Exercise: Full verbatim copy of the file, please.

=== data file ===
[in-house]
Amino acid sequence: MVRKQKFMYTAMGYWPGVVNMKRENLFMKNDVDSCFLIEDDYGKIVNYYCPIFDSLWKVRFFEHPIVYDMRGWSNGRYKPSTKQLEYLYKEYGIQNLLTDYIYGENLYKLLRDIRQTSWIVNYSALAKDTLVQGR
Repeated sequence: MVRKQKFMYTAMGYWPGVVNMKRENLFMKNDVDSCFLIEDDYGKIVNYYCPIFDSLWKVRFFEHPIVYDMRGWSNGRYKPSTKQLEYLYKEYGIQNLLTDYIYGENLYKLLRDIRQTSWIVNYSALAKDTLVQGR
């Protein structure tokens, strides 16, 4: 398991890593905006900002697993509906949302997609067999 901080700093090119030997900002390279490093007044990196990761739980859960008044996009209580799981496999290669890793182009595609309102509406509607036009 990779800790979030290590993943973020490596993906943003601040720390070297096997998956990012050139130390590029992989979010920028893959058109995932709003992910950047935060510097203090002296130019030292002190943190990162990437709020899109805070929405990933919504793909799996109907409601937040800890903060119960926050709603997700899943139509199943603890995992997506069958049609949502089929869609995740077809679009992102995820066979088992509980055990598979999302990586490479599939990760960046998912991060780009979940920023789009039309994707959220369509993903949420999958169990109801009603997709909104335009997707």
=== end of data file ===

[in-house]
Amino acid sequence: MVRKQKFMYTAMGYWPGVVNMKRENLFMKNDVDSCFLIEDDYGKIVNYYCPIFDSLWKVRFFEHPIVYDMRGWSNGRYKPSTKQLEYLYKEYGIQNLLTDYIYGENLYKLLRDIRQTSWIVNYSALAKDTLVQGR
Repeated sequence: MVRKQKFMYTAMGYWPGVVNMKRENLFMKNDVDSCFLIEDDYGKIVNYYCPIFDSLWKVRFFEHPIVYDMRGWSNGRYKPSTKQLEYLYKEYGIQNLLTDYIYGENLYKLLRDIRQTSWIVNYSALAKDTLVQGR
């Protein structure tokens, strides 16, 4: 398991890593905006900002697993509906949302997609067999 901080700093090119030997900002390279490093007044990196990761739980859960008044996009209580799981496999290669890793182009595609309102509406509607036009 990779800790979030290590993943973020490596993906943003601040720390070297096997998956990012050139130390590029992989979010920028893959058109995932709003992910950047935060510097203090002296130019030292002190943190990162990437709020899109805070929405990933919504793909799996109907409601937040800890903060119960926050709603997700899943139509199943603890995992997506069958049609949502089929869609995740077809679009992102995820066979088992509980055990598979999302990586490479599939990760960046998912991060780009979940920023789009039309994707959220369509993903949420999958169990109801009603997709909104335009997707």